Royal Canadian Mint 2007 Collector Coin Honours Canadian Native Hero Joseph Brant
Burlington, ON (Jan. 18, 2007) – The Royal Canadian Mint continued its tradition of issuing its Commemorative Silver Dollar as the first collector coin of the year. Honouring Canadian native hero Thayendanegea (Joseph Brant), the 2007 Silver dollar coin was officially unveiled by John Moore, Acting VP, Marketing & Sales, Royal Canadian Mint, today at the Joseph Brant Museum in Burlington, Ontario. Lynda Powless, a sixth-generation descendant of Joseph Brant, was an honoured guest at the ceremony. Burlington is the site of the 3,450 acres granted to Thayendanegea by King George III for his dutiful service to the Crown during the Seven Years War and the American War of Independence.
This limited edition coin is struck in sterling silver and was adapted from an original artwork by Laurie McGaw. It features the stately portrait of Joseph Brant wearing a traditional native headdress and a gorget bearing the British Royal Coat of Arms. With a limited mintage of 65,000 it is also available with a proof finish, with a brilliant uncirculated finish and with selected gold plating as part of the Proof Set.
Born in Ohio during a tumultuous era that defined North America, Thayendanegea’s life was greatly influenced by an alliance with the British. Thayendanegea was given the Christian name of Joseph Brant and received an English education.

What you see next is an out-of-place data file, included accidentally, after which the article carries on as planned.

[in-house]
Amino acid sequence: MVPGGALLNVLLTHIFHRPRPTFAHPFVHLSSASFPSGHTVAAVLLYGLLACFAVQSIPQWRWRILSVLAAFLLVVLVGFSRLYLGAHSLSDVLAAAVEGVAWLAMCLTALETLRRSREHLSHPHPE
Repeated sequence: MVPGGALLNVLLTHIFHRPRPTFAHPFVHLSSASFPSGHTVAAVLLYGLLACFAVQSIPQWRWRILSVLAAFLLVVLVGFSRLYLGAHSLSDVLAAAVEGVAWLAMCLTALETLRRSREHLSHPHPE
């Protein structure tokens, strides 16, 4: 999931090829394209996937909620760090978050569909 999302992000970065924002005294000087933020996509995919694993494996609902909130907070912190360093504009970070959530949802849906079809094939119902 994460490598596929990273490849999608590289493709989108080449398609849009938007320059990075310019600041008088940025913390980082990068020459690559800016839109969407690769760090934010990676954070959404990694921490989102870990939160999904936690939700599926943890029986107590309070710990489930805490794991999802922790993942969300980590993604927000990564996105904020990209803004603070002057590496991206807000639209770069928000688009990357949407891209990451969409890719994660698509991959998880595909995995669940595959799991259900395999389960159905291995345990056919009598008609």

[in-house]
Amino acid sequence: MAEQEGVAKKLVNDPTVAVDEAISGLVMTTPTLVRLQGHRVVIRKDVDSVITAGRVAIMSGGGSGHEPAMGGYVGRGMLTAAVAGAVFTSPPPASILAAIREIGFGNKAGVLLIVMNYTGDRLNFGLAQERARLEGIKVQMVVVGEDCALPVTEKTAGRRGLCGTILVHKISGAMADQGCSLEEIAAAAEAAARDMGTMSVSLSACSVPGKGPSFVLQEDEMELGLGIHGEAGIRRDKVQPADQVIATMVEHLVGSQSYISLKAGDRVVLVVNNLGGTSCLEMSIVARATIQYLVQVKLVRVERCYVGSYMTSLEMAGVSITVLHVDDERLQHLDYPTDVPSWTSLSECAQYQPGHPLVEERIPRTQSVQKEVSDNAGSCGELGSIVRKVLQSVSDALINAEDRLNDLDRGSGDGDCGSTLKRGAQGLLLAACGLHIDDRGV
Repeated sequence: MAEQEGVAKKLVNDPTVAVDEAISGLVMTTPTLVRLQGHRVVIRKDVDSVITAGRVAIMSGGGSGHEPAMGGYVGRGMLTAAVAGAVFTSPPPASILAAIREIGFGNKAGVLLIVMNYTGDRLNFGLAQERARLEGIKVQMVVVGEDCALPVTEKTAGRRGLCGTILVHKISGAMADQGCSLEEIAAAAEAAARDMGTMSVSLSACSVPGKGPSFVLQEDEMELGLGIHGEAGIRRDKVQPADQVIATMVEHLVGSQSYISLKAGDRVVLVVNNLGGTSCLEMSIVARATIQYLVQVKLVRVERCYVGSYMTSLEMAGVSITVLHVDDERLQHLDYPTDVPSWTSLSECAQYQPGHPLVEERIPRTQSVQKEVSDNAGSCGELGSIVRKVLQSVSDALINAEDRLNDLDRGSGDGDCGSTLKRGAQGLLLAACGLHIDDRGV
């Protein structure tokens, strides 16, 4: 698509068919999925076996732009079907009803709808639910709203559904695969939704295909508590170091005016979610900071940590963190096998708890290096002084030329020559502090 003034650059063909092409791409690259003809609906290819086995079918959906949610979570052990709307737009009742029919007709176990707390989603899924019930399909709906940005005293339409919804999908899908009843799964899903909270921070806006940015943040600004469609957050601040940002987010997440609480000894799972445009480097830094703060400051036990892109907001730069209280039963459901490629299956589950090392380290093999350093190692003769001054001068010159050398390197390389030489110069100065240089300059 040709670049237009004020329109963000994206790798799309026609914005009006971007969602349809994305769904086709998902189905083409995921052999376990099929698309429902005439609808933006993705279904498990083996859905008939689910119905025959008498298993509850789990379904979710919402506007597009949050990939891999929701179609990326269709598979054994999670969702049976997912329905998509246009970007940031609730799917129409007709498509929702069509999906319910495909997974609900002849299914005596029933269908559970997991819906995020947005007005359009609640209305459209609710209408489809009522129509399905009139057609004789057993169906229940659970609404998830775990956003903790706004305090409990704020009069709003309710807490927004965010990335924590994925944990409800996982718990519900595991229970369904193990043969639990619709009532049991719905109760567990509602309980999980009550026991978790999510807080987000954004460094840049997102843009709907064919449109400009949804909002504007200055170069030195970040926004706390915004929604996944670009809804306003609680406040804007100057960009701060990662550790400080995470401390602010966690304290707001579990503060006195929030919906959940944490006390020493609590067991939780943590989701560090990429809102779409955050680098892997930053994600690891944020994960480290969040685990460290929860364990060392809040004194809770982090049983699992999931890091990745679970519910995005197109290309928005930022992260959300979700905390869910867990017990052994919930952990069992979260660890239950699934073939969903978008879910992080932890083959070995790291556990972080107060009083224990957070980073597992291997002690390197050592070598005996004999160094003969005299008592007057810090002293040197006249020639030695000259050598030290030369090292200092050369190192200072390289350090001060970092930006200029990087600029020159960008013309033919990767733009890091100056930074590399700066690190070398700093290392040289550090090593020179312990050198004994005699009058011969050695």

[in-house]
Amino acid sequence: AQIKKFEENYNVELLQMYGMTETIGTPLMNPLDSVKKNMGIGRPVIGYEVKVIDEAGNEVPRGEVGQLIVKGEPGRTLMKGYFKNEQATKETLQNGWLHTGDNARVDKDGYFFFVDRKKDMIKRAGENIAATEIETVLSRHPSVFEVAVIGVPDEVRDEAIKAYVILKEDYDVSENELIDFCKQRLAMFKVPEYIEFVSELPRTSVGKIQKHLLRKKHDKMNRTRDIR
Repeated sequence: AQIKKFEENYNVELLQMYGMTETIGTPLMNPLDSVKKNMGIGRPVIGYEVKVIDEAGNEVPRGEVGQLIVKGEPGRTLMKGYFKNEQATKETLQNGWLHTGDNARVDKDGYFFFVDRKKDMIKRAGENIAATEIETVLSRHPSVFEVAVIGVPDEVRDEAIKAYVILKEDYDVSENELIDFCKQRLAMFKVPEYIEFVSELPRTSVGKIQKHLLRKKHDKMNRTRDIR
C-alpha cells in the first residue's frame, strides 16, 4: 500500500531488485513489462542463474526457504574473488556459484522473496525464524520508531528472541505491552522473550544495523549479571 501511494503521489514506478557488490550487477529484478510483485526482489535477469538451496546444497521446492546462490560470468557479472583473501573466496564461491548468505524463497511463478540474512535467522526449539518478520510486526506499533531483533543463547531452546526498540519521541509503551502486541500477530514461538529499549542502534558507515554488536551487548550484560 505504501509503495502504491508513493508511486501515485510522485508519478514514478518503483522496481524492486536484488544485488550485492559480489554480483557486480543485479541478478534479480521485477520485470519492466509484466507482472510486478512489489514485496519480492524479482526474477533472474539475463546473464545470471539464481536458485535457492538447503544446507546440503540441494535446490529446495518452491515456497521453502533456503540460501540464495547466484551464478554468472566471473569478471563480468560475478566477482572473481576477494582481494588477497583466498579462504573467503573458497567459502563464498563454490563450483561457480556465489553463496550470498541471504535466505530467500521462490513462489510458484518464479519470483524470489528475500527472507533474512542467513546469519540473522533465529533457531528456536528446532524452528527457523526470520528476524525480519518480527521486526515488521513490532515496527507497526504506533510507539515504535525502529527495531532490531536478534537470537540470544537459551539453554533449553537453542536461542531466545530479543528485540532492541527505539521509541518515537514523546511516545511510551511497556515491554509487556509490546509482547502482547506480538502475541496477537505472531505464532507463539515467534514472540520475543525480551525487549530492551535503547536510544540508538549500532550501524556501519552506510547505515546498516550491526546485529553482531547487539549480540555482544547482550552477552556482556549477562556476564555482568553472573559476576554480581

Brant fought his first battle with the British when he was just a teenager. But this young warrior was also a visionary. Brant clearly understood that Native people faced inevitable change and united various nations to protect their interests.
As war chief of the Six Nations and a British military captain, Brant was respected by both sides. And when the American War of Independence ended (1783), he acted as statesman and negotiated land for the Six Nations people.
They settled in the Grand River Valley (Ontario) where Brant played a key role in their economic, political and religious lives, bringing a school, as well as a saw and grist mill to the community. Yet, despite this seemingly British way of life, Brant’s vision of Native sovereignty persisted.
Thayendanegea was equally at ease with a tea cup or a tomahawk. He adopted a new culture without dishonouring his Native roots. Through his voice and his actions, Brant shaped much of Native Canada a truth that echoes throughout southwestern Ontario and in the town that bears his name.
The Joseph Brant Museum was built to commemorate Joseph Brant and his original homestead. At the urging of the Hon. T.B. McQueston, Minister of Highways in Ontario, and with the help of the Imperial Order of the Daughters of the Empire, Thayendenegea Chapter, construction began in 1937, culminating in the official opening of the Museum the public on May 23, 1942.
Over the years, the Museum has added a number of important acquisitions to its collection, including personal artefacts owned and used by Joseph Brant and the Eileen Collard Collection of Historic Costume and Textiles. Committed to the preservation of Burlington’s past and as a touch point for our national history, the Joseph Brant Museum is a place for exploring a wealth of cultural traditions, issues and ideas which inspire within and beyond our borders. For more information on the Museum’s programming, click here for the official web site.
For more information on the Royal Canadian Mint, or its products and services, click here for the official web site.
Adapted from newswire release – Canada Mint, 2007.